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Unformatted text preview: ry, “[p]risoners taken in the course of European military action…could expect death if
they were leaders, or banishment if they were deemed followers, but never enslavement…Detention followed by
prisoner exchanges or ransoming was common” (1413). “By the seventeenth century, enslavement of fellow
Europeans was beyond the limits” (1423) of Humanism’s existential commons, even in times of war. Slave status “was
reserved for non-Christians. Even the latter group however…had some prospect of release in exchange for Christians held by rulers of Algiers, Tunis, and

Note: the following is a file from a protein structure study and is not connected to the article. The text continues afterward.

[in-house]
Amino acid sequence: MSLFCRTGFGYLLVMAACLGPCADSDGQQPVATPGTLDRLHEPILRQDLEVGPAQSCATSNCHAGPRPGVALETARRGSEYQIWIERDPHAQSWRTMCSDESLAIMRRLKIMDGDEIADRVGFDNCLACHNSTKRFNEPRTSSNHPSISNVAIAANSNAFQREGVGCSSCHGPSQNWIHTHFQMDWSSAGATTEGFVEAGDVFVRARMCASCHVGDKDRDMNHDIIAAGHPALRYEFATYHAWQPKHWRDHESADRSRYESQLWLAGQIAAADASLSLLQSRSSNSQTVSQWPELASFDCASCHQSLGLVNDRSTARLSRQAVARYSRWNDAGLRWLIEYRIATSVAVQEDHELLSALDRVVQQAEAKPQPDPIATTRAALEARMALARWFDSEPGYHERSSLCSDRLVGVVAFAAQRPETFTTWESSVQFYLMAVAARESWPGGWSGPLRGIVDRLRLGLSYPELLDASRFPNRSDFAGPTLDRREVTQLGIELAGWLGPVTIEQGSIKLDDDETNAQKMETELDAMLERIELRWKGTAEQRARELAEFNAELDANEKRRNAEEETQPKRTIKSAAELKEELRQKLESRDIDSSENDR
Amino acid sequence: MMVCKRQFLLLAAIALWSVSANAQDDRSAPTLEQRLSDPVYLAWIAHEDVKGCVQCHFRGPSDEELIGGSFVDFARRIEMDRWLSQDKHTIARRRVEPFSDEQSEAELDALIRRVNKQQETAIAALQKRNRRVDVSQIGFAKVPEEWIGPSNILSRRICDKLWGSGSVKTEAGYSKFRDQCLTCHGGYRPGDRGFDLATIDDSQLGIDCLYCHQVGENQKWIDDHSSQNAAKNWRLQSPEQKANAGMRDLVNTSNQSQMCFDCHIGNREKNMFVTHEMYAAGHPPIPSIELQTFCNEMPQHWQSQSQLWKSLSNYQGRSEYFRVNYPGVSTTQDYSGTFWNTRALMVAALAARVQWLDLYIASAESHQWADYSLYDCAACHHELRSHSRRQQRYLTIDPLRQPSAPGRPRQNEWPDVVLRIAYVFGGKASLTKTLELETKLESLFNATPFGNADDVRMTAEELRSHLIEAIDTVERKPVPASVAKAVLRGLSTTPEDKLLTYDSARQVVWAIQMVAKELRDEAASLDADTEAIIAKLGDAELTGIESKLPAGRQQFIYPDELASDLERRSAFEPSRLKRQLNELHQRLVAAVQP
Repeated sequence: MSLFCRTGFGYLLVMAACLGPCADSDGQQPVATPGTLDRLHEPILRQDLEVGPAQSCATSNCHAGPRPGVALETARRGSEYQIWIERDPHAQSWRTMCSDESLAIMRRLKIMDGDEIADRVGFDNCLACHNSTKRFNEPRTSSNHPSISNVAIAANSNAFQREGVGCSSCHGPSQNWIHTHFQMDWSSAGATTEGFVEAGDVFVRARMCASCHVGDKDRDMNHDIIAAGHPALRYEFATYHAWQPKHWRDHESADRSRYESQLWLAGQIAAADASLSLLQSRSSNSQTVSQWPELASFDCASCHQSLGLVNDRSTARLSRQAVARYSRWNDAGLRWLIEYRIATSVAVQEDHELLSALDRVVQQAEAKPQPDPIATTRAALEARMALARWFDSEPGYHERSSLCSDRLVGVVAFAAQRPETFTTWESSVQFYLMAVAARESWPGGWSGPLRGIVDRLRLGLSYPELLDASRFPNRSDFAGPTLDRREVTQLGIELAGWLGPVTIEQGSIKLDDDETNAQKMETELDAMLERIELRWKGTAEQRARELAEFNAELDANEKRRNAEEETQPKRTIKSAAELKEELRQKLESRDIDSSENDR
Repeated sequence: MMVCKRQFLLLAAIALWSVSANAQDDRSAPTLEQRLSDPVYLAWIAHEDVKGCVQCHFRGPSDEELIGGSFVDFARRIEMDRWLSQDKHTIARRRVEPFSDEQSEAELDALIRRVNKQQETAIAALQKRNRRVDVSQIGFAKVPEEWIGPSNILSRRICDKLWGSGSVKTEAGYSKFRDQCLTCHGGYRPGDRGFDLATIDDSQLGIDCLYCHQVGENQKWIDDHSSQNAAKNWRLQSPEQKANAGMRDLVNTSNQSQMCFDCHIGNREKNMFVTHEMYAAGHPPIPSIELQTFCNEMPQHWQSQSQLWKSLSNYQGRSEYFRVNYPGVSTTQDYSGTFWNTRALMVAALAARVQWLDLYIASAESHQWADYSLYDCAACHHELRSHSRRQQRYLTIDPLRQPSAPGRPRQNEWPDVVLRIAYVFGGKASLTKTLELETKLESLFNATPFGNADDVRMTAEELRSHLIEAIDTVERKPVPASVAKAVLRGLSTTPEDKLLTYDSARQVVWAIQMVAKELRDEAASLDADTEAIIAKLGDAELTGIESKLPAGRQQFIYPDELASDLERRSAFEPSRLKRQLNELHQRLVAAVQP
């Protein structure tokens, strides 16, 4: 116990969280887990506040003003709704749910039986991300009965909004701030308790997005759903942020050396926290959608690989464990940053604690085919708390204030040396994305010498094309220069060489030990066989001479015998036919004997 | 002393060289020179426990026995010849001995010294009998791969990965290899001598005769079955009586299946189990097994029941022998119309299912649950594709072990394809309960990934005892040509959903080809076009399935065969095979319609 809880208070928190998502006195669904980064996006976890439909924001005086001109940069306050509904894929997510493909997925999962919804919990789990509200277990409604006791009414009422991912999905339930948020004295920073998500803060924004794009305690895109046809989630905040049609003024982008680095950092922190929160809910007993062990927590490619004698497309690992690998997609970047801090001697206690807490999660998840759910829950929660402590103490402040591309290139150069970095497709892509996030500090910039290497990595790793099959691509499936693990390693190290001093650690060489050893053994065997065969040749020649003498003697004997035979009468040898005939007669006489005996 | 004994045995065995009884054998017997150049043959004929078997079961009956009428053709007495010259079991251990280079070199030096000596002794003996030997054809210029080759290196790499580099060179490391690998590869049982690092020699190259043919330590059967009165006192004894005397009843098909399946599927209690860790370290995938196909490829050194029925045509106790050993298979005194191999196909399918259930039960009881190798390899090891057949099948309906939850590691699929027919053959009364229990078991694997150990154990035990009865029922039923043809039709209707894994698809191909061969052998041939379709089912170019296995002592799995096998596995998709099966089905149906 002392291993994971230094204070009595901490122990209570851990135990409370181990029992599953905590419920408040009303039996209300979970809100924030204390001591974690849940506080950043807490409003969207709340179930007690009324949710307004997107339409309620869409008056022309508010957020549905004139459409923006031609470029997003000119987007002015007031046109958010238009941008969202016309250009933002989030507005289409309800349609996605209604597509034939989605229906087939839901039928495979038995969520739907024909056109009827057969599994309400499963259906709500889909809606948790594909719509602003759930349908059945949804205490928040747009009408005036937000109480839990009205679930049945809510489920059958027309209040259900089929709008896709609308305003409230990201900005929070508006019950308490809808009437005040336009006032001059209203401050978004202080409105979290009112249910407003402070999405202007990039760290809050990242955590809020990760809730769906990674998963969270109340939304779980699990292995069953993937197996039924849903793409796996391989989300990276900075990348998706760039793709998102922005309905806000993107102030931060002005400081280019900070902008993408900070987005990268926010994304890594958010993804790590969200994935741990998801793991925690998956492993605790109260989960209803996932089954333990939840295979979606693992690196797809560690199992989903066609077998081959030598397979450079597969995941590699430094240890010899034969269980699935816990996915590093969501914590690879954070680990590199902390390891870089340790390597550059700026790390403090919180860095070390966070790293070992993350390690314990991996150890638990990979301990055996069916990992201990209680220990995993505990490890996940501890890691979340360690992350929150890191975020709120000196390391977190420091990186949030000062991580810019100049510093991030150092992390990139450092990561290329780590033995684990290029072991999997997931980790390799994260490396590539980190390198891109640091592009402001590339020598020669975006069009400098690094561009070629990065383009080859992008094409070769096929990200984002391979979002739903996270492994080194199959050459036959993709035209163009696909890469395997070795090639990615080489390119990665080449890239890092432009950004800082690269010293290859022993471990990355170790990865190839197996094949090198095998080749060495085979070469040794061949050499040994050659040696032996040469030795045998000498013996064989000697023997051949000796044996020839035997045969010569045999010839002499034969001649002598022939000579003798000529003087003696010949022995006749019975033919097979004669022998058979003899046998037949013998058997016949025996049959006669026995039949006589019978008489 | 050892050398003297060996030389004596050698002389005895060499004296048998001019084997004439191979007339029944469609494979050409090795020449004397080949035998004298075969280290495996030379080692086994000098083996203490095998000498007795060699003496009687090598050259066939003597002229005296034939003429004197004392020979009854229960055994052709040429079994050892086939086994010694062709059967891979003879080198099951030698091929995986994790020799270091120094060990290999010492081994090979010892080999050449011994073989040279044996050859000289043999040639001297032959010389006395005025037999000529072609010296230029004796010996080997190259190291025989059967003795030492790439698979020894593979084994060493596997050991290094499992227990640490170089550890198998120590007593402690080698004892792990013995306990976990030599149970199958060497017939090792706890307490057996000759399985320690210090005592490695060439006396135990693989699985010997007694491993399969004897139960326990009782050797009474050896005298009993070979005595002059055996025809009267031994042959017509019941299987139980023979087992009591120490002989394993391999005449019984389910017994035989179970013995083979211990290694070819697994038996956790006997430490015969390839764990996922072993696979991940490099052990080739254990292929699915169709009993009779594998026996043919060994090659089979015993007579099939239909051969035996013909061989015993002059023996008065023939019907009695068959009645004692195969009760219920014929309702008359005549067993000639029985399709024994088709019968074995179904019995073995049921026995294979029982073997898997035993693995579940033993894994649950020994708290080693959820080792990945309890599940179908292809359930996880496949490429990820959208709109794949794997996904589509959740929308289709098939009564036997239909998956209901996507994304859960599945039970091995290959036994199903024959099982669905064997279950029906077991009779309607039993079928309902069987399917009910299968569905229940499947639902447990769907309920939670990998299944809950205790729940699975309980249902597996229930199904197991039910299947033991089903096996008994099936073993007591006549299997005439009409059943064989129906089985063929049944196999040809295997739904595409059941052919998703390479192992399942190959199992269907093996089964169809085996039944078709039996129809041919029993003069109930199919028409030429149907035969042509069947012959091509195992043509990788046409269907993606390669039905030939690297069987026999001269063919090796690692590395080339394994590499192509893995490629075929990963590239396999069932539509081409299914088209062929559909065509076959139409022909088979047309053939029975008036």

other Mediterranean Muslim powers” (emphasis mine 1413). But though the practice of enslaving the vanquished was beyond the
limit of intra-West wars and only practiced provisionally in East-West conflicts, the baseness of the option was not
debated when it came to the African. The race of Humanism (White, Asian, South Asian, and Arab) could not have produced
itself without the simultaneous production of that walking destruction which became known as the Black . Put
another way, t...
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This document was uploaded on 03/26/2014.
- Spring '14